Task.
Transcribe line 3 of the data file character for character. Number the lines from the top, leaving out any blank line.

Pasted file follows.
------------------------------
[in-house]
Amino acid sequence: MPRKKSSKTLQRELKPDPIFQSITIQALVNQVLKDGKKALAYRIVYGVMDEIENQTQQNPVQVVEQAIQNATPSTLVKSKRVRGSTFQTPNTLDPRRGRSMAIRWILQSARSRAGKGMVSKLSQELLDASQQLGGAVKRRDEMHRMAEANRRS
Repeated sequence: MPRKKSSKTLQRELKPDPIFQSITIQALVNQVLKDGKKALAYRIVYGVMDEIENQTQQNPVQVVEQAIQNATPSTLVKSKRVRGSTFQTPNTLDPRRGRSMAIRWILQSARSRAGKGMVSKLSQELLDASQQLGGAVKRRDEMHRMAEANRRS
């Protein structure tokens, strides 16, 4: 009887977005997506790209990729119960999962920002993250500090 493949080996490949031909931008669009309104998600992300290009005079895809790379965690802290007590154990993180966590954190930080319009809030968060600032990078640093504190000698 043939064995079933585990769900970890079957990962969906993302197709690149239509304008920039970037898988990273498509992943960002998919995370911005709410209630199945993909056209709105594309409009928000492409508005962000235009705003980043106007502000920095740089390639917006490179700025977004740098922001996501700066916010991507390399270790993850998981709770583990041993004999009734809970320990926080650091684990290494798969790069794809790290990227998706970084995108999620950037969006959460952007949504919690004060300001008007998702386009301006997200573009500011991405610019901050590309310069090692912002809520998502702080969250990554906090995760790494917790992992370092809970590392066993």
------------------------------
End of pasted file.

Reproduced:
Repeated sequence: MPRKKSSKTLQRELKPDPIFQSITIQALVNQVLKDGKKALAYRIVYGVMDEIENQTQQNPVQVVEQAIQNATPSTLVKSKRVRGSTFQTPNTLDPRRGRSMAIRWILQSARSRAGKGMVSKLSQELLDASQQLGGAVKRRDEMHRMAEANRRS